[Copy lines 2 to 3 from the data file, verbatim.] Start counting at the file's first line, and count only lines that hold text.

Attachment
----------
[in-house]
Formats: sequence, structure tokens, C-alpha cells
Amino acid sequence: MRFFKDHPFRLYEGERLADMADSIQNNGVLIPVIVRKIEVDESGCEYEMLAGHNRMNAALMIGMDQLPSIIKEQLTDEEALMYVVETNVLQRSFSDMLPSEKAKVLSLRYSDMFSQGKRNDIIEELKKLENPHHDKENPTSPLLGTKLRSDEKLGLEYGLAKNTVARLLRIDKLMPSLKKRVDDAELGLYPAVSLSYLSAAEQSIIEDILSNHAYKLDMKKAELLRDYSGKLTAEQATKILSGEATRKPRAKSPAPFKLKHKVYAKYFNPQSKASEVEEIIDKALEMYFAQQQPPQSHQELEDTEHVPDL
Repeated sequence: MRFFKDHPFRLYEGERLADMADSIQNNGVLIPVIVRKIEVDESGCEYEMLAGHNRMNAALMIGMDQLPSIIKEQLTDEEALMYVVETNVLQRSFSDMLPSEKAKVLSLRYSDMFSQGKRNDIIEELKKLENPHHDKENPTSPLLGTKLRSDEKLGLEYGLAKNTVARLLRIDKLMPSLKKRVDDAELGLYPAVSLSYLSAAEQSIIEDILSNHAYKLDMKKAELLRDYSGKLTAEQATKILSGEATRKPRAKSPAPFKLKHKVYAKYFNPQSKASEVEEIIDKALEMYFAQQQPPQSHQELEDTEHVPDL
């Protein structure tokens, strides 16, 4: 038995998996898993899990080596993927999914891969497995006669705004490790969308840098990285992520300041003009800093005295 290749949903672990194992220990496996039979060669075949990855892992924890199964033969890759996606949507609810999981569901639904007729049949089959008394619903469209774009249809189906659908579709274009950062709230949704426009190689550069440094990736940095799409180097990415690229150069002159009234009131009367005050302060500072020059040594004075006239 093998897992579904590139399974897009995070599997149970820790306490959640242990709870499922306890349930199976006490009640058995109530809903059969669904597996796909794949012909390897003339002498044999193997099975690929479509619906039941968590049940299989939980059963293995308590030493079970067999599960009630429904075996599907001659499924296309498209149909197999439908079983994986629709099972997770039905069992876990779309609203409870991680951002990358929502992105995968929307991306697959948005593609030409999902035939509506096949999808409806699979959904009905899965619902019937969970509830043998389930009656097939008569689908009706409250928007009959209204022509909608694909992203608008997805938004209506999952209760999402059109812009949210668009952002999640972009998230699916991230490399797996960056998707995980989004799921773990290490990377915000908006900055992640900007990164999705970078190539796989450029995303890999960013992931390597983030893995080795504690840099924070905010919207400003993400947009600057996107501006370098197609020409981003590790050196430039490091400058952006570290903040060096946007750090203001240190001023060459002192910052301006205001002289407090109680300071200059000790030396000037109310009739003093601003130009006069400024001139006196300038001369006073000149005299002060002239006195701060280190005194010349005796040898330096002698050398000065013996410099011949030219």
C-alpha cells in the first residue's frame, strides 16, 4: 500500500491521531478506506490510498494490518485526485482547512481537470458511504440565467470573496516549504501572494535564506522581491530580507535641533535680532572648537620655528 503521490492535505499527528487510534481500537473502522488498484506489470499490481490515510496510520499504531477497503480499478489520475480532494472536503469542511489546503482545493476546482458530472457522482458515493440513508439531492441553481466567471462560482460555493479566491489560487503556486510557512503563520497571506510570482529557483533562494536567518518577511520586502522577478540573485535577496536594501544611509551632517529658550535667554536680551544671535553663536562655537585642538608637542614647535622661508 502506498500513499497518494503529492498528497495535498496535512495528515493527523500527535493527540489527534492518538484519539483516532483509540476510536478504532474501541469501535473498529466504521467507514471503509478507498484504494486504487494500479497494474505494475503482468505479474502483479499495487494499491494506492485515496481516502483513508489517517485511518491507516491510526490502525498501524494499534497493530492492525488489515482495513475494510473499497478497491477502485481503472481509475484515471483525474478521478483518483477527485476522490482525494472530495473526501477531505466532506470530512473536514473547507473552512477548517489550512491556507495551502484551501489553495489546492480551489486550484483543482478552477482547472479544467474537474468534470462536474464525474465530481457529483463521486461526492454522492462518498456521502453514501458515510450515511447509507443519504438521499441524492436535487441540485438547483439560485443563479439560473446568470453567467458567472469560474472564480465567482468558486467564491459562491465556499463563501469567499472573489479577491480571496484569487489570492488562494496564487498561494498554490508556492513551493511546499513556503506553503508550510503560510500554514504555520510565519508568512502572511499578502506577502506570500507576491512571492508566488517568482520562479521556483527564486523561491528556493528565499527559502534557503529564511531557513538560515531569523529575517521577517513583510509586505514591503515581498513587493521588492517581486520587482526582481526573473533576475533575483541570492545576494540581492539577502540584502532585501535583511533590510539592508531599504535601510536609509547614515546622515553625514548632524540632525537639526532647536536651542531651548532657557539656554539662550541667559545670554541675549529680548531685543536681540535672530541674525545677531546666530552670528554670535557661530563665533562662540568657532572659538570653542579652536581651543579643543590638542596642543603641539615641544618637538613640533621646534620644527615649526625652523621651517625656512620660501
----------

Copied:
Formats: sequence, structure tokens, C-alpha cells
Amino acid sequence: MRFFKDHPFRLYEGERLADMADSIQNNGVLIPVIVRKIEVDESGCEYEMLAGHNRMNAALMIGMDQLPSIIKEQLTDEEALMYVVETNVLQRSFSDMLPSEKAKVLSLRYSDMFSQGKRNDIIEELKKLENPHHDKENPTSPLLGTKLRSDEKLGLEYGLAKNTVARLLRIDKLMPSLKKRVDDAELGLYPAVSLSYLSAAEQSIIEDILSNHAYKLDMKKAELLRDYSGKLTAEQATKILSGEATRKPRAKSPAPFKLKHKVYAKYFNPQSKASEVEEIIDKALEMYFAQQQPPQSHQELEDTEHVPDL